Author: Ann Downer
Publisher: Twenty-First Century Books
Release Date: 2015-09-01
Genre: Juvenile Nonfiction
When you think of smart animals, what comes to mind? Wise old owls? Problem-solving dolphins? Maybe you have heard of Koko the gorilla, who has mastered one thousand signs in American Sign Language, or Chaser the border collie, who recognizes one thousand names for her stuffed toys. But what about ants building megacolonies or bees reporting to the hive about new nesting sites? What about escape artist octopuses and jellyfish that use their eyes (they have twenty-four!) to navigate? Are insects, spiders, and other animals without backbones considered smart, too? When we think of intelligent creatures, we often think of vertebrates, or animals with spinal columns and relatively large brains. We don't usually think of invertebrates, or animals without a spine. But invertebrates can be astonishingly intelligent. These animals exhibit surprising feats of learning, memory, and problem-solving using their relatively simple, tiny brains—some the size of a sesame seed or even smaller. In fact, some intelligent invertebrates have no brain at all! Scientists around the world are putting invertebrate intelligence to use in mind-boggling ways. Engineers are designing swarmbots based on bees to take part in search-and-rescue efforts. And materials scientists are basing a new, tough ceramic on the structure of a mantis shrimp's claw. In Smart and Spineless, readers will be challenged to think in a whole new way about what it means to be smart!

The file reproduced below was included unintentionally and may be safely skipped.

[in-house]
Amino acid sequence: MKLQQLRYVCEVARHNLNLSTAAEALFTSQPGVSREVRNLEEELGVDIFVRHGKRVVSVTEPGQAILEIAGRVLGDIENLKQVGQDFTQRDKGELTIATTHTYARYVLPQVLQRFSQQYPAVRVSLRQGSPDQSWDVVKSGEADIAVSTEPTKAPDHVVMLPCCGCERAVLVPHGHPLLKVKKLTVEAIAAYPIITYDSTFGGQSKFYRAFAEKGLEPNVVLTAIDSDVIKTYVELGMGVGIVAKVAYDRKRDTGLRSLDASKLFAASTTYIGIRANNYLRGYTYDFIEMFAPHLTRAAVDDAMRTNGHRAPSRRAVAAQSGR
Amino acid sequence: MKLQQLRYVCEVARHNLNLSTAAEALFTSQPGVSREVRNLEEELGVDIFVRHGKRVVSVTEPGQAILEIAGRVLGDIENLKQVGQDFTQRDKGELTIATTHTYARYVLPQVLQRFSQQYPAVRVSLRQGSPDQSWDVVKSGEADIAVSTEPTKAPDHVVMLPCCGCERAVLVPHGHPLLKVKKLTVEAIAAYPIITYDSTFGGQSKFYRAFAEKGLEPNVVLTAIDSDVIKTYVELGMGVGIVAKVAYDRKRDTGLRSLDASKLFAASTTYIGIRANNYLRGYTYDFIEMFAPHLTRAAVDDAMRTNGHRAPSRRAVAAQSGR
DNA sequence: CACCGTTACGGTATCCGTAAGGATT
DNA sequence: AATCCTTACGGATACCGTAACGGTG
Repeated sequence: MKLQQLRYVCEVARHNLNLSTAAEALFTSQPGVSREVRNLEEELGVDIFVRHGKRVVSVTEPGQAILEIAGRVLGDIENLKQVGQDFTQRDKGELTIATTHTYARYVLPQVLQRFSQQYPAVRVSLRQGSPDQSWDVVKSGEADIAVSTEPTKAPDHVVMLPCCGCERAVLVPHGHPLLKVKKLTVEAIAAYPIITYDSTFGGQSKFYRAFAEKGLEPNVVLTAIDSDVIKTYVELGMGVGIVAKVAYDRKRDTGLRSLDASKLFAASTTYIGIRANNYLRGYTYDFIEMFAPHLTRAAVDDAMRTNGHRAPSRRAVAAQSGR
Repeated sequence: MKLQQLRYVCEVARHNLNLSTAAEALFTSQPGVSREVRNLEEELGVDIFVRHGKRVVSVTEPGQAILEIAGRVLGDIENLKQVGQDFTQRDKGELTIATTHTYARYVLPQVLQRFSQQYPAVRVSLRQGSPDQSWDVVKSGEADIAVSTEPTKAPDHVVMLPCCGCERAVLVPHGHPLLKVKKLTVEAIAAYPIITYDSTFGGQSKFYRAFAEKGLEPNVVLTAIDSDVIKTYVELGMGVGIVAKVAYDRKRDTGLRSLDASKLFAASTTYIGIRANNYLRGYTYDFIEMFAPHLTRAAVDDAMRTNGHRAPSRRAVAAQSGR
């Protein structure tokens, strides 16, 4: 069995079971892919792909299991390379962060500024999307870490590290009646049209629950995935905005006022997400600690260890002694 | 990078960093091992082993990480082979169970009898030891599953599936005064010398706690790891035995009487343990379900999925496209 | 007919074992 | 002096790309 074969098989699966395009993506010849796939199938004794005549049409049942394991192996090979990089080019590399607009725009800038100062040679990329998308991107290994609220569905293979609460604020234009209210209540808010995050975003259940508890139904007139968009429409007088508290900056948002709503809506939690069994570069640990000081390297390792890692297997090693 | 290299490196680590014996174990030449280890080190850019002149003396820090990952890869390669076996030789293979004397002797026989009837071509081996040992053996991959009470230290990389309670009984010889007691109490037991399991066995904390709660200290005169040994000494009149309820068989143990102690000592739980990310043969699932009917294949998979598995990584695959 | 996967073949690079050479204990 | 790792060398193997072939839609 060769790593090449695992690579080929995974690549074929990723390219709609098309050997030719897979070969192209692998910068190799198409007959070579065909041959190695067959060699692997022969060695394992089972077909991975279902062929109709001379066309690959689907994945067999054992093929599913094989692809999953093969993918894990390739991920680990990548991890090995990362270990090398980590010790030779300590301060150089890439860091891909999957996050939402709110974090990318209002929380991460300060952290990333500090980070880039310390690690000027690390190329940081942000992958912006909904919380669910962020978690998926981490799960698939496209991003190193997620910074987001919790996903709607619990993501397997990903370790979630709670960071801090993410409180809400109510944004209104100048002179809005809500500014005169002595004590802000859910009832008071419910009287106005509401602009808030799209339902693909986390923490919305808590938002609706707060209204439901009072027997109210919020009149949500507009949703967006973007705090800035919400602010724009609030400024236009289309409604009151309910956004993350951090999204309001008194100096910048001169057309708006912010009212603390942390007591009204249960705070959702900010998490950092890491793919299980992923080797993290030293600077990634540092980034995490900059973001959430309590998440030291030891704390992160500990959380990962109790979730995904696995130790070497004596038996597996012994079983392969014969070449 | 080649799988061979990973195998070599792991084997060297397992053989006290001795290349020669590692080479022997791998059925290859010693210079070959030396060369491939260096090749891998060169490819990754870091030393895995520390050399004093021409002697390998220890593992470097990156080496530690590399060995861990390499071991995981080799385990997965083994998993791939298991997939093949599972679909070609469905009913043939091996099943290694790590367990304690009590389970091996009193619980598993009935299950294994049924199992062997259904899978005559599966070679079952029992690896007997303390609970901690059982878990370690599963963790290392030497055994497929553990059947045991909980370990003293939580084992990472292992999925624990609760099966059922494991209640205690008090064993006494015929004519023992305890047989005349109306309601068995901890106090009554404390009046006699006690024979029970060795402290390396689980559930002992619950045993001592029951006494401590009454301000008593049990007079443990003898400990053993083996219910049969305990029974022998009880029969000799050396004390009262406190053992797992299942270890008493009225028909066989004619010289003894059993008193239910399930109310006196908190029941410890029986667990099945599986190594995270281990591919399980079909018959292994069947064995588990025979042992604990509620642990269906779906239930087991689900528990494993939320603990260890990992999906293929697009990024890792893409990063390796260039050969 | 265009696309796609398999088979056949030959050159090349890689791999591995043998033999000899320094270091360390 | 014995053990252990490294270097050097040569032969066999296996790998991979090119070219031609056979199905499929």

Author: Bronwen Scott
Publisher: Allen & Unwin
Release Date: 2009
Australian homes and backyards are abuzz with wildlife: possums in the roof, ants in the cupboards, frogs in the pond and spiders hanging from windows and racing across walls. There are ticks on the dog, fleas on the cat and nits in the children's hair. When the bandicoots are digging up the lawn, the cockatoos have peeled the flashing off the roof and a bird is trying to mate with the car window reach for Spineless, a useful little book that will help you identify the pests (and pals) that share your home and will show you how to cultivate the good guys while banishing those pesky or downright alarming house guests.
With suspense and humor, this wary and unadventurous book uses the five senses to try and figure out what kind of story might be on its pages. Does it hear spooky wails from a ghost story? Can it see a mysterious something peeking around a corner? Is that the dizzy feeling of zero gravity it senses? Might that be the stinky smell of animals in nature it detects? Could it be tasting the saltiness of a story on the high seas? The reader and book navigate the book’s contents together, becoming friends as the book becomes braver with every page turn. This multilayered book incorporates the five senses, multiple literary genres, and various book parts, with the relationship between book and reader bringing everything together.